Add To Cart
Add To Cart
- Author / Artist▼▲
- Top Rated▼▲
Number of Pages: 400
Vendor: Penguin Books
Publication Date: 1995
|Dimensions: 5 X 7 1/2 (inches)|
The Templars, the Hospitallers (later Knights of Malta), the Teutonic Knights and the Knights of the Spanish and Portuguese orders were "noblemen vowed to poverty, chastity and obedience, living a monastic life in convents which were at the same time barracks, waging war on the enemies of the Cross." The first properly disciplined Western troops since Roman times, they played a major role in defending the crusader kingdom of Jerusalem, in the "Baltic Crusades" which created Prussia, in the long reconquest of Spain from the Moors, and in fighting the "Infidel" right up to Napoleonic times. This celebrated book tells the whole enthralling story, recreating such epics as the sieges of Rhodes and Malta and the destruction of the Templars by the Inquisition. Acclaimed on publication, it has now been revised and updated, with a concluding chapter to take events into the 1990s.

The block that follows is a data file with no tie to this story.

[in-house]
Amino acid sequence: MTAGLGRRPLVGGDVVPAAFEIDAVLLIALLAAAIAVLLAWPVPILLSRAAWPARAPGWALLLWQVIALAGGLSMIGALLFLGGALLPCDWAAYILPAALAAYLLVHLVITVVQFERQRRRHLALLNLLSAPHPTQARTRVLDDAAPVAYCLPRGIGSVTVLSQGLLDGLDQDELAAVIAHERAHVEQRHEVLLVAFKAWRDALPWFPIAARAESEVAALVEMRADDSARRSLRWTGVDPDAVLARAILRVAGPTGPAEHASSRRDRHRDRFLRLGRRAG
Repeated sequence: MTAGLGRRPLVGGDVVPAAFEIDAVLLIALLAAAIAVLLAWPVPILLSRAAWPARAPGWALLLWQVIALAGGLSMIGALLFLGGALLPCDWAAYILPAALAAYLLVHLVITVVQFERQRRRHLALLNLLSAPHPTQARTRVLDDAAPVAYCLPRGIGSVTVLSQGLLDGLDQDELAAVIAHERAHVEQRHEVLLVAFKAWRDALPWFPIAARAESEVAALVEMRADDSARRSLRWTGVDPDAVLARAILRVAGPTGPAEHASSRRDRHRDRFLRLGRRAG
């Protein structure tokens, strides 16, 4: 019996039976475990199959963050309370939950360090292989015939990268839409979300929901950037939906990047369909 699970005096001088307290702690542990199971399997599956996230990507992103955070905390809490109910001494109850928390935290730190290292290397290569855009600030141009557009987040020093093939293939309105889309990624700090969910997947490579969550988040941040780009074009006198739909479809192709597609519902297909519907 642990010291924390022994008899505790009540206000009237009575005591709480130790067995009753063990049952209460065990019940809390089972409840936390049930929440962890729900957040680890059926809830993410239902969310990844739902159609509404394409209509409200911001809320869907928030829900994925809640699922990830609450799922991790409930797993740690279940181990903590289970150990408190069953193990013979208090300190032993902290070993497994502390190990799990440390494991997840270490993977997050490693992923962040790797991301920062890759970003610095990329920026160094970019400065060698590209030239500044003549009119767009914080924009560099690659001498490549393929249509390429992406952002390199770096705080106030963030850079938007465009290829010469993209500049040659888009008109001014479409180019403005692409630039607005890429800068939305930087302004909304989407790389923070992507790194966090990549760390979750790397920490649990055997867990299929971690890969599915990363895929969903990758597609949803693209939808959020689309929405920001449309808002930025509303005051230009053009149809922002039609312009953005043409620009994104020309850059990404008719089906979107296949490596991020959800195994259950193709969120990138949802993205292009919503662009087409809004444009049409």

Professor David Knowles in The Times Literary Supplement
"His scholarship is great, his theme both interesting and largely unexplored and his judgment sound"
"The book is excellent and firmly based on the primary sources of which Seward has a remarkable grasp."
"Compulsive reading, attractively written, and retaining one's fascinated interest throughout"
Jonathan Couser4 Stars Out Of 5May 18, 2000Jonathan CouserSeward provides a readable and entertaining overview of the military orders, which combined monastic vows of poverty, chastity and obedience with crusading commitment to fighting against Islam. While his treatment is enjoyable and informative, it also is colored by Seward's own admiration and prejudices. For instance, he regards the invasion of Rhodes by the Knights of St. John as a response to the unwashed evil of the Rhodian pirates and doesn't give much consideration to the more practical issues involved. The book is suitable as an introduction for the Crusade enthusiast; those seeking more serious analysis might look to Malcolm Barber's The New Knighthood (Templars), Dennis Sire's The Knights of Malta (Hospitallers), or Alan Forey's The Military Orders (all orders). Sire and Barber are quite accessible; Forey is densely scholarly.